06 July 2011
Gardening is not one of my strengths.
I get how to do it and I understand why plants fail to thrive under my care. Ultimately, I know that it takes time and attention and consistency.
I am not inherantly weak in the areas of time, attention and consistency. But, because I
am try to be consistent in other areas of my life (parenting, sewing, cooking, etc.), my green thumb turns brown and shrivels up.
And I don't like to be bad at things. I really love to be excellent at anything that I tackle. (Yes, there's my type-A coming out.) And, since I know I can't be excellent in the gardening department, I have chosen not to dive in head first with a field of raised bed gardens every spring only to watch them choke and die due to my inattention.
It's best and I'm okay with it. There will be a season in my life in which I will be wholly devoted to gardens and raising vegetables from seeds. It will be glorious but it will not be today.
BUT.... but, but, but... there are some particular benefits of gardening which I am not prepared to miss sharing with Oliver. We can buy our veggies at the farmers market and pick up flowers on the cheap at the grocery store. But I do not want my little wide-eyed boy to miss out on the hands-on experience and miracle of watching a seed grow into food for his body. There are some lessons to be learned here and my brown thumb is no excuse for taking a pass on them.
So. I know my limits but I also see my opportunity. Every Spring for the past several years I have taken Oliver to the garden store and we've chosen a seed packet to grow together.
Every Spring we find a place to plant our seeds (usually somewhere in the front or back landscaping since we don't have dedicated garden space - a little hillbilly, yes. But it's got to go somewhere!) and as we plant them we talk about the science of what happens to them underground. (This is fun because every year the science of it all makes more sense and our conversations are more interesting and full of questions.)
Not only do we get to talk about the science of gardening, but we also get to talk together about Who sends the rain and makes the sun shine. We get to talk together about the Creator and how he created this food to grow to nourish the people he created to serve Him.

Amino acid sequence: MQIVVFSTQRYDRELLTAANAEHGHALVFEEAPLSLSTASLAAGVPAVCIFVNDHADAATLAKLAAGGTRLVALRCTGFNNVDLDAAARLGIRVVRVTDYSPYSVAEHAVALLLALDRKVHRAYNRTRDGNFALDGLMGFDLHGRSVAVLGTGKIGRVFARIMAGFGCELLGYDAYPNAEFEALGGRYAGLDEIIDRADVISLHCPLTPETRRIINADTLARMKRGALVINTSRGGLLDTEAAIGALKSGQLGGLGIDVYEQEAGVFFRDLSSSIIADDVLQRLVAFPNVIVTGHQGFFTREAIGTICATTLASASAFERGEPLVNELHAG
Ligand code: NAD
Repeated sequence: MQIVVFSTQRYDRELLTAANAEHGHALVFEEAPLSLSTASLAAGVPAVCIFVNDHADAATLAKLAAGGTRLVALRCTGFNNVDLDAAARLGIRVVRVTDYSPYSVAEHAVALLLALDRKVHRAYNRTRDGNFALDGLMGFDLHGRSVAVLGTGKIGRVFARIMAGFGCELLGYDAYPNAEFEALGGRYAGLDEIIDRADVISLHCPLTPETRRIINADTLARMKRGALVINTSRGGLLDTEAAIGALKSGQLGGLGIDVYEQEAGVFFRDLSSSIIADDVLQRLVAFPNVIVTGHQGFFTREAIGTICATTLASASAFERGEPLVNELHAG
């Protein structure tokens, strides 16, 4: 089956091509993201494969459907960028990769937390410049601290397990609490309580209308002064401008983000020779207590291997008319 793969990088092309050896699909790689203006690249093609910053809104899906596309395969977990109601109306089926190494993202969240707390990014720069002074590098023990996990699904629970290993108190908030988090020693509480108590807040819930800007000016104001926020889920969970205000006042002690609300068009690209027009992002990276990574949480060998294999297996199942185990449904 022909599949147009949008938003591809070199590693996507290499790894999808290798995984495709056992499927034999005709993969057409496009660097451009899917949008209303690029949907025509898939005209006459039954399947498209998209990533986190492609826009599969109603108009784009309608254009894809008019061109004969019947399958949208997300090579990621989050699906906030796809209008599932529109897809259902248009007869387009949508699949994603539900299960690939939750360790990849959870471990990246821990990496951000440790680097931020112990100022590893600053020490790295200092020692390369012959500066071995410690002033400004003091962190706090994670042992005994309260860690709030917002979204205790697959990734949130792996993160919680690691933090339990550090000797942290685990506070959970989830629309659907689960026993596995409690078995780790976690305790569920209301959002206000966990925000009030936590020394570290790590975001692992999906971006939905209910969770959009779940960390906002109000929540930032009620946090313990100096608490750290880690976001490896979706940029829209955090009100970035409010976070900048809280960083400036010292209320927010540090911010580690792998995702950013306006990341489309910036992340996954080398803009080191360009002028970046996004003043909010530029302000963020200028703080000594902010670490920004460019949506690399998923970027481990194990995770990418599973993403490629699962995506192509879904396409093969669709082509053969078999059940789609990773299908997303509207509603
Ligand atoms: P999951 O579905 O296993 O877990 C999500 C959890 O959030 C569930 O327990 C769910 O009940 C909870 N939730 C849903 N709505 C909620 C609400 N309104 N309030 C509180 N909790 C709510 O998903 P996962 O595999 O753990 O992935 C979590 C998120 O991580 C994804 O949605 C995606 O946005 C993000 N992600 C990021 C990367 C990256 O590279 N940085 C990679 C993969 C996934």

These seeds grow up and bring glory to their Maker!
This year Oliver chose to grow carrots. (Here are the peas we grew two years ago.) They sprouted quickly and in no time we were seeing the leafy tops reaching high out of the ground - an indication that sweet orange roots were digging deep into the earth.
We decided to harvest our carrots a little early this year because, as you can imagine, they were beginning to look a little ridiculous and unruly in our landscaping. (We really do need to dedicate a little garden area in our yard for our yearly gardening attempts.) We made the call since we have a big party planned for this weekend (my birthday weekend!) and we needed to pull things together to make the flower bed look like a flower bed and not a wild field.
We had a great time pulling them up (so pleasing!) and we plan to roast them with olive oil and parsley for lunch today. Yum!
Sure, they could have grown a lot longer if I had let them be, but this is what I get for my poor planning.
I love this sweet tradition I have started with my little boy. It's not perfect, but it's important. So we do it.
After all, G.K. Chesterton said:
"Anything worth doing is worth doing badly"
We did't do anything spectacular. We didn't even do it very well. But, Oliver has developed a love for planting and gardening and an appreciation for the food he eats and an understanding of how it grows. And that is worth doing.
Here's to many more years of growing vegetables badly because it's better than not doing it at all! (Or, to stepping out in faith and attempting a real, grown-up garden someday!)
What is something in your life today that is worth "doing badly" instead of not at all?